The lawsuit noted that Unilever said it “recognized the right” of Ben & Jerry’s to make decisions about its “social missions” after the settlement boycott was announced last year, but “abruptly reversed course” with the agreement last week, telling the board about it on June 23, shortly before it was made public.

“Stunned, the Chair of the Independent Board attempted to engage in discussions with Unilever, requesting a copy of the transfer agreement and time for the Independent Board to review. She received neither,” the lawsuit said.

“Unilever’s unilateral decision was made without the consent of Ben & Jerry’s Independent Board of Directors, the entity contractually empowered with protecting Ben & Jerry’s brand,” the lawsuit said. It seeks an injunction restraining Unilever from “violating the express terms” of their merger agreement to “preserve the status quo and protect the brand and social integrity Ben & Jerry’s has spent decades building.”

The board decided to file litigation against the move on Friday in a 5-2 decision, with its two Unilever appointees dissenting.

The lawsuit refers to sales in the West Bank only and does not refer specifically to settlements, Jerusalem or sales in Israel at any point.

Pedestrians walk on Church St., past the Ben & Jerry’s shop, in Burlington, Vermont, March 11, 2020. (AP Photo/Charles Krupa)

Ben & Jerry’s said its progressive ethos is integral to the company and its business success, tracing its “social mission” back to its Jewish founders, who decided to make the business “more than just an ice-cream company” in the early 1980s.

“As a result of its decades of advocacy, Ben & Jerry’s had become the ‘gold standard’ for corporate activism,” the lawsuit said, submitting positive media coverage of its advocacy as evidence.

The lawsuit was signed by Anuradha Mittal, the chair of the Ben & Jerry’s board.

Ben Cohen, one of the company founders, submitted a statement saying that he supported the lawsuit and the West Bank boycott, and believed the Unilever decision violated the acquisition agreement. Jerry Greenfield, the other co-founder, included a statement in support of Ben & Jerry’s social mission, without addressing the West Bank dispute.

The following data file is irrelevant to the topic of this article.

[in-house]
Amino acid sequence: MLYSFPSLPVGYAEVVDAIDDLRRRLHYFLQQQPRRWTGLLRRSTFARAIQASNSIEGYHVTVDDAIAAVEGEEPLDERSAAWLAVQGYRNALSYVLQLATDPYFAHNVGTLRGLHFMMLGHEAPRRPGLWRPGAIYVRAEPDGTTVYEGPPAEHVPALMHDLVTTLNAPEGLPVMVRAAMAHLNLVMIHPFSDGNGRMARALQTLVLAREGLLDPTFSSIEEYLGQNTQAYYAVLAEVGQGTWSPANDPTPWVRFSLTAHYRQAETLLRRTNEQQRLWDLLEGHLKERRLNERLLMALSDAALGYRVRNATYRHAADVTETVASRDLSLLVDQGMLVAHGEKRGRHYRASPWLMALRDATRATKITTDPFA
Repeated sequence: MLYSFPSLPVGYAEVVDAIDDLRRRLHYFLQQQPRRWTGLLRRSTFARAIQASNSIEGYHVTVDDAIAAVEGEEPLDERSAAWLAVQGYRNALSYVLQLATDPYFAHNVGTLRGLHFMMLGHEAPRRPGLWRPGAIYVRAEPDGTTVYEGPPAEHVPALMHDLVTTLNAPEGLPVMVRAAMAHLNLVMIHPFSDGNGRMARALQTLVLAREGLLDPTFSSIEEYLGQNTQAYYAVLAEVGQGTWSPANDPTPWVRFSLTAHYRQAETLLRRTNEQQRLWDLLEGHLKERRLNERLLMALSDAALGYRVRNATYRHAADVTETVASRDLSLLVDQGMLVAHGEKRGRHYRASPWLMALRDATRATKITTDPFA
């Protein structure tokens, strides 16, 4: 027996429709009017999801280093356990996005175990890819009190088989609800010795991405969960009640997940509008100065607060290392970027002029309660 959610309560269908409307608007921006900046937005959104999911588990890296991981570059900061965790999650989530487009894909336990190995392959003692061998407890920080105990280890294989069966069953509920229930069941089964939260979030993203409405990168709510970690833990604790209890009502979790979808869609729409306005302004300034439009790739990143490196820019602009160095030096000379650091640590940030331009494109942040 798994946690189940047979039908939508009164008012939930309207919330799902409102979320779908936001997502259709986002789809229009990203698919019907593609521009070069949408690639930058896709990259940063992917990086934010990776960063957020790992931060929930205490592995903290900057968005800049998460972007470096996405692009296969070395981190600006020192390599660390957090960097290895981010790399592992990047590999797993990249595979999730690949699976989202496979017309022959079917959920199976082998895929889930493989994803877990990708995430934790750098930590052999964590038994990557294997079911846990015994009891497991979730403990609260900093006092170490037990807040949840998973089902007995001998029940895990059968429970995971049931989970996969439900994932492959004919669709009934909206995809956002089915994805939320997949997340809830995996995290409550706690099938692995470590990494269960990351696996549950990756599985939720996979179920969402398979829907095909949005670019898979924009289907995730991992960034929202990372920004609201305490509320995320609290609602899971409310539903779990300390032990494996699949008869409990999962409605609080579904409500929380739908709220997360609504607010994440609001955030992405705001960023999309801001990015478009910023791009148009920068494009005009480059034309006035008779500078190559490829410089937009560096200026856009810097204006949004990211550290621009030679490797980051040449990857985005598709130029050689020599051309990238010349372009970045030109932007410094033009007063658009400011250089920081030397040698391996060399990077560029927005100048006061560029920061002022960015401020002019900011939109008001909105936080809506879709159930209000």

The lawsuit said the board started receiving complaints about sales in the West Bank in 2013 and began looking into the issue, and that its decision to withdraw from the area was the result of a 2019 fact-finding mission to Israel and the West Bank. It did not say why the decision was not announced until 2021. Ben & Jerry’s was under heavy pressure from anti-Israel activists to cut sales to Israel at the time due to the war between Israel and Gaza terror groups.

Zinger and his company refused to comply. Their license to sell the ice cream was set to expire at the end of 2022, meaning the boycott had not yet come into effect.

Ben & Jerry’s announcement of the boycott triggered massive blowback for Unilever. A number of US states enacted laws barring Israel boycotts, pulling close to a billion dollars from Unilever, and the company’s value plummeted over $20 billion in the months after the boycott announcement, at a time when the market was on the rise. Over 30 states have anti-boycott legislation and 12 state attorneys general and treasurers from seven states also called on Unilever to reconsider the boycott.

Pro-Israel demonstrators protest against Ben & Jerry’s over its boycott of the West Bank, and against antisemitism, in Manhattan, New York City, on August 12, 2021. (Luke Tress/Flash90)

Ben & Jerry’s is a wholly-owned subsidiary of Unilever, despite its board’s independence on some matters. Unilever is a UK-based conglomerate and one of the largest consumer goods companies in the world, with some 400 brands and a market value of around $116 billion.

Ben & Jerry’s Israel and Zinger had sued Unilever in US federal court in New Jersey, saying the company was violating US and Israeli laws and illegally terminating their business relationship. The agreement announced last week appeared to have resolved the dispute, until Tuesday’s court filings.

Under the terms of his deal with Unilever, Zinger has independence to produce and sell Ben & Jerry’s products in Israel and the West Bank in perpetuity. The monetary terms of the arrangement were kept confidential.

Israel and its supporters hailed the agreement as a major victory against the boycott movement against Israel. Ben & Jerry’s did not explicitly endorse the Boycott, Divestment and Sanctions (BDS) movement targeting the entire Jewish state, but its settlement boycott has been lumped in with the movement by activists on both sides and the BDS movement got on board with its boycott.

The decision sparked uproar in Israel and among some US Jewish groups, many of whom called it antisemitic, since the company has no boycotts against any other area of the world.

Critics of the attempted West Bank boycott note that Ben & Jerry’s allows its products to be sold in states with atrocious human rights records, including Russia, Saudi Arabia, Syria, Iran and China. The company has not taken action regarding other disputed territories including Tibet, Crimea, Western Sahara and Kashmir.